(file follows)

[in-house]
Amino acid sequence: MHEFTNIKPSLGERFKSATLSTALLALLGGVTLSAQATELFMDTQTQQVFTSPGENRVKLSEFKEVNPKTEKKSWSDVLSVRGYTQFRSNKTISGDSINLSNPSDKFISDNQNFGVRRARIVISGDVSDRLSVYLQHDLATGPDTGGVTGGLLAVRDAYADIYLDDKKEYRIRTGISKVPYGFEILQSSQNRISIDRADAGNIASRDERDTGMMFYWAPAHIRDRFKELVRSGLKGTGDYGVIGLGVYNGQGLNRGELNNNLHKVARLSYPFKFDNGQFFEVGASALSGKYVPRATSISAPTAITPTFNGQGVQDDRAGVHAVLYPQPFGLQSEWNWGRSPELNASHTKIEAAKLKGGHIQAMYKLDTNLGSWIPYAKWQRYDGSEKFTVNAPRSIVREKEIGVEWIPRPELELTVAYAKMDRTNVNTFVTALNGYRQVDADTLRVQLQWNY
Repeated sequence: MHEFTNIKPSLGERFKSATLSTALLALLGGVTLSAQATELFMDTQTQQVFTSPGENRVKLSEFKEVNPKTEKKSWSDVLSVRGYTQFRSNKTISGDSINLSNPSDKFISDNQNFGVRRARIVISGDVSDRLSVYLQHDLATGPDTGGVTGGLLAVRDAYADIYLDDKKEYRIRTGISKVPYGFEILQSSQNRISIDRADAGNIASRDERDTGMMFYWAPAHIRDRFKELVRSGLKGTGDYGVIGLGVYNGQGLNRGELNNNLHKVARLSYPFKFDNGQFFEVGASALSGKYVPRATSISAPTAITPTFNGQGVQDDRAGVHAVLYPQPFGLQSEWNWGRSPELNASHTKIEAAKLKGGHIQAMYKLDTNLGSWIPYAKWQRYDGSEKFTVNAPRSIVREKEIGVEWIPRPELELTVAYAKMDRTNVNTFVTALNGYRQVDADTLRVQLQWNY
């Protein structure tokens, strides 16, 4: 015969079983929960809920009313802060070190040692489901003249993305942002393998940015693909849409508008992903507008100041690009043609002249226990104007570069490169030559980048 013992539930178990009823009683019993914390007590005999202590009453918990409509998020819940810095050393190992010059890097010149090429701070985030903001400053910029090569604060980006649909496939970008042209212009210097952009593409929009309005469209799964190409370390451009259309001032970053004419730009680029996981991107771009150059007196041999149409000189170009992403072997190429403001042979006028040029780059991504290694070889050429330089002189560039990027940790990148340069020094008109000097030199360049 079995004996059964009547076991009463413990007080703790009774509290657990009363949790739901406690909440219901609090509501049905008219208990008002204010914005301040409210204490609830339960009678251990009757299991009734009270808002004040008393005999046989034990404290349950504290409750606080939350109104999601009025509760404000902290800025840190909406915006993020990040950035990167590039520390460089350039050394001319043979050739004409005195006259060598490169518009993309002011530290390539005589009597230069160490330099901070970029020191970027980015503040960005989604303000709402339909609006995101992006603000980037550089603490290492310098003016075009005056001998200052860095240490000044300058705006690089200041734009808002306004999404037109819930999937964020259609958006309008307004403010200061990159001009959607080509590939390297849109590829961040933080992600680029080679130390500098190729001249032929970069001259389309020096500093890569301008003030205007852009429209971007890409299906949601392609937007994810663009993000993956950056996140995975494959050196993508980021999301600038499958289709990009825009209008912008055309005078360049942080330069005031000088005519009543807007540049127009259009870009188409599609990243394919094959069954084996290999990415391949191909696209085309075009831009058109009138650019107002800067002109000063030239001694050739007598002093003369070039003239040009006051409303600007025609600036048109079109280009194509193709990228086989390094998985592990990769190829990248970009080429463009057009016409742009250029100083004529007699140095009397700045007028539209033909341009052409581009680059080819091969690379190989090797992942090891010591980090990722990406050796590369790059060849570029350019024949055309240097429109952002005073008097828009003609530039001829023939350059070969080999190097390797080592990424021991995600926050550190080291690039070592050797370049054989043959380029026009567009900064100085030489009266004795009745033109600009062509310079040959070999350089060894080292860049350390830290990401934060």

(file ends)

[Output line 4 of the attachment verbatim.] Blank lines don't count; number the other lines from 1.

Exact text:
């Protein structure tokens, strides 16, 4: 015969079983929960809920009313802060070190040692489901003249993305942002393998940015693909849409508008992903507008100041690009043609002249226990104007570069490169030559980048 013992539930178990009823009683019993914390007590005999202590009453918990409509998020819940810095050393190992010059890097010149090429701070985030903001400053910029090569604060980006649909496939970008042209212009210097952009593409929009309005469209799964190409370390451009259309001032970053004419730009680029996981991107771009150059007196041999149409000189170009992403072997190429403001042979006028040029780059991504290694070889050429330089002189560039990027940790990148340069020094008109000097030199360049 079995004996059964009547076991009463413990007080703790009774509290657990009363949790739901406690909440219901609090509501049905008219208990008002204010914005301040409210204490609830339960009678251990009757299991009734009270808002004040008393005999046989034990404290349950504290409750606080939350109104999601009025509760404000902290800025840190909406915006993020990040950035990167590039520390460089350039050394001319043979050739004409005195006259060598490169518009993309002011530290390539005589009597230069160490330099901070970029020191970027980015503040960005989604303000709402339909609006995101992006603000980037550089603490290492310098003016075009005056001998200052860095240490000044300058705006690089200041734009808002306004999404037109819930999937964020259609958006309008307004403010200061990159001009959607080509590939390297849109590829961040933080992600680029080679130390500098190729001249032929970069001259389309020096500093890569301008003030205007852009429209971007890409299906949601392609937007994810663009993000993956950056996140995975494959050196993508980021999301600038499958289709990009825009209008912008055309005078360049942080330069005031000088005519009543807007540049127009259009870009188409599609990243394919094959069954084996290999990415391949191909696209085309075009831009058109009138650019107002800067002109000063030239001694050739007598002093003369070039003239040009006051409303600007025609600036048109079109280009194509193709990228086989390094998985592990990769190829990248970009080429463009057009016409742009250029100083004529007699140095009397700045007028539209033909341009052409581009680059080819091969690379190989090797992942090891010591980090990722990406050796590369790059060849570029350019024949055309240097429109952002005073008097828009003609530039001829023939350059070969080999190097390797080592990424021991995600926050550190080291690039070592050797370049054989043959380029026009567009900064100085030489009266004795009745033109600009062509310079040959070999350089060894080292860049350390830290990401934060």